PowerShell is the standard for automating configuration on Windows servers, Bash/Sh is the standard for automating configuration on Linux servers. Otter was designed to seamlessly integrate with both -- whether that means running your existing scripts across dozens of servers, leveraging scripts built by the community, or a custom combination of both.
While you definitely don't need to be a scripting guru to use Otter, learning how to incorporate scripts into your Otter plans will enable you to automate virtually any aspect of Windows or Linux.
psexec >> # delete all but the latest 3 logs in the log directory Get-ChildItem "E:\Site\Logs\$ApplicationName" | Sort-Object $.CreatedDate -descending | Select-Object -skip 3 | Remove-Item >>;
shexec >> echo "Hello from $ApplicationName"; >>;
Otter will seamlessly replace variables within your powershell script, so in the example above
$ApplicationName might be defined as a Configuration Variable.
pscall CreateUserInDirectory( domain: hdars.local, user: $UserName );
If you use PowerShell's header documentation standards, you'll even get rich descriptions for script arguments when editing in visual mode.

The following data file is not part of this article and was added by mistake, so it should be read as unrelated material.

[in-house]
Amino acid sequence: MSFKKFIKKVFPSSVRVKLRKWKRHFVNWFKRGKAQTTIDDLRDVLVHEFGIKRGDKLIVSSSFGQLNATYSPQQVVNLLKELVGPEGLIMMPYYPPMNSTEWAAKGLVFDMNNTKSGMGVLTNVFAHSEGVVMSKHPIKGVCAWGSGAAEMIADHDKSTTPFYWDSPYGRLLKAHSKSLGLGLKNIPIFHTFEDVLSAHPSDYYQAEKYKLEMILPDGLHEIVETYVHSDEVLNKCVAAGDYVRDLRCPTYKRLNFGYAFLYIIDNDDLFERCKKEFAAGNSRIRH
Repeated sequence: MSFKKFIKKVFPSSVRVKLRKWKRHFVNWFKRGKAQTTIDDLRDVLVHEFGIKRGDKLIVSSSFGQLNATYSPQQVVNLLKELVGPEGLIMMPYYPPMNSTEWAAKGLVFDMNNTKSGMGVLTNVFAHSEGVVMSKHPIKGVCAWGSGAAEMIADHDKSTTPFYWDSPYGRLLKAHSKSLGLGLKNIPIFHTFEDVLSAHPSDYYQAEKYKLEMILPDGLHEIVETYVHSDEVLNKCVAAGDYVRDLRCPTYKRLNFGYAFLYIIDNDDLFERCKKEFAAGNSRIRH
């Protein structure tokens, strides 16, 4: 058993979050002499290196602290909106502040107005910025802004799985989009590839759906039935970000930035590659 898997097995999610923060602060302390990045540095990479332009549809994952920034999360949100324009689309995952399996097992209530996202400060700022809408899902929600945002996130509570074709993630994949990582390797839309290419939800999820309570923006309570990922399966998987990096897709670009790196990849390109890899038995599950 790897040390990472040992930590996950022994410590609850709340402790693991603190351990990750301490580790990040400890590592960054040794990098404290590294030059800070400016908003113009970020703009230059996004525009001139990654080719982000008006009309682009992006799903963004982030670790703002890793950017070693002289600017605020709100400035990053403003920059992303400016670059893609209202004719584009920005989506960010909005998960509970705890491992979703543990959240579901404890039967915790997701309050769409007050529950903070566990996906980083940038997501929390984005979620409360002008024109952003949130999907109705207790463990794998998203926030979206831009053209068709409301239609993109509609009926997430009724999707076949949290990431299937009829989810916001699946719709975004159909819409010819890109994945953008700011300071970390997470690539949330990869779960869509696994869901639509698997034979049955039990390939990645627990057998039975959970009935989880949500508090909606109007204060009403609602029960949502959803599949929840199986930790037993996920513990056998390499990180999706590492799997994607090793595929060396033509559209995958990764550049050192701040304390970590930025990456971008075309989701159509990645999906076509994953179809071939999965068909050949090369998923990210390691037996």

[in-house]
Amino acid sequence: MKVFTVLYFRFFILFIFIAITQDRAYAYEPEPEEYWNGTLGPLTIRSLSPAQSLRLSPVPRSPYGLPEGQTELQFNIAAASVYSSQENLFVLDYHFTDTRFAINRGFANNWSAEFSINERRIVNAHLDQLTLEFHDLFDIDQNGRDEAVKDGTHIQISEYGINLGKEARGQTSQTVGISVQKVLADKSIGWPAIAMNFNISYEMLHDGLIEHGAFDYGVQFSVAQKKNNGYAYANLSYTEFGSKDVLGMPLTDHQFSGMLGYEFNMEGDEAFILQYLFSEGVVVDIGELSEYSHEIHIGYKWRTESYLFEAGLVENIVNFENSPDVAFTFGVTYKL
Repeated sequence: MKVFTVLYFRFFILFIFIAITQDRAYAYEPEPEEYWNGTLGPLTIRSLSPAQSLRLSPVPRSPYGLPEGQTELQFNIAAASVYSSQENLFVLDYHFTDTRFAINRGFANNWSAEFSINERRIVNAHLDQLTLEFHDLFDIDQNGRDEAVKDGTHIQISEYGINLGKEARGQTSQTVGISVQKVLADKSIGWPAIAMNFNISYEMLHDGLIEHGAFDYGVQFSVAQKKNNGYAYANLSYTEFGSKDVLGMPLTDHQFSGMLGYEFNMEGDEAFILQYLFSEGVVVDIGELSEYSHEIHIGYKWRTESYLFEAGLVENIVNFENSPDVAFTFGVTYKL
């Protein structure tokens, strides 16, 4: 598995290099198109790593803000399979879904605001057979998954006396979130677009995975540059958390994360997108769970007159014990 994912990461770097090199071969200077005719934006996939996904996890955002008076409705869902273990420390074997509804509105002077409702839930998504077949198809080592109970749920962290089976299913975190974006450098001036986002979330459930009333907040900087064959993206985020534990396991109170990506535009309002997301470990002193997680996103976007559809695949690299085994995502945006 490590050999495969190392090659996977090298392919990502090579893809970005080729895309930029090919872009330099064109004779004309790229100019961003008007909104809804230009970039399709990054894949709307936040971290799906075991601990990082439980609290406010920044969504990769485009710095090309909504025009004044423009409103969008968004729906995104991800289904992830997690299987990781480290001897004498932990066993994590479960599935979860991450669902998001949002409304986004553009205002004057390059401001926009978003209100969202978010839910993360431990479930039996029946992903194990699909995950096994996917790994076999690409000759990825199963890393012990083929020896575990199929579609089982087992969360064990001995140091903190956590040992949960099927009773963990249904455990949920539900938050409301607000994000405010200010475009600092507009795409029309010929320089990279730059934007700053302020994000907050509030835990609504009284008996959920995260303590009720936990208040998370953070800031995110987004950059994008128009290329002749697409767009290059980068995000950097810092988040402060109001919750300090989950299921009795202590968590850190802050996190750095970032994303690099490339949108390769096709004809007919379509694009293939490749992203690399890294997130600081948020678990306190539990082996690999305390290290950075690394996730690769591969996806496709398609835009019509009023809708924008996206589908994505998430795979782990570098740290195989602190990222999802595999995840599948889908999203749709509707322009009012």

shcall ConfigDirectory( arguments: -domain=hdars.local -user=$UserName );
The Otter Execution Engine is not a general-purpose programming runtime, and thus doesn't have built-in support for things like arithmetic. You could, of course, write a custom variable function to support this, but PSEval is much easier:
For example, if you wanted to convert the value stored in one variable (
$minutes) to milliseconds.
You could PSEval the simple expression
$minutes * 60 * 1000:
set $milliseconds = $PSEval($minutes * 60 * 1000);
$PSEval actually runs the expression on the server currently in context, so use it inside of an If/Else Block to perform different operations depending on the results of the expression on that server.
PowerShell Desired State Configuration (DSC) offers quite a few open-source modules that you can use to configure different features of Windows Servers. With PSDsc, you can invoke DSC Resources in nearly the same manner as a native DSC statement.
PSDsc xWebAppPool ( Name: AccountsAppPool, Ensure: present );
These declarative-style statements are essentially [Ensure Operations], and thus will collect, report, and remediate drift just like the Built-in Operations.
Because a script can do anything, there's an obvious overlap between Otter's built-in operations and a PowerShell CmdLet or script that you might write.
In general, you should use a built-in Operation when possible. Operations are designed to be massively parallel, cancellation-aware, and highly performant, and they also provide rich descriptions when viewed outside of code.
Many scripts, on the other hand, might be written to run interactively (i.e. in a commandline), and may prompt for user input if an argument is missing, or do other things not suitable in for non-interactive, scalable environments.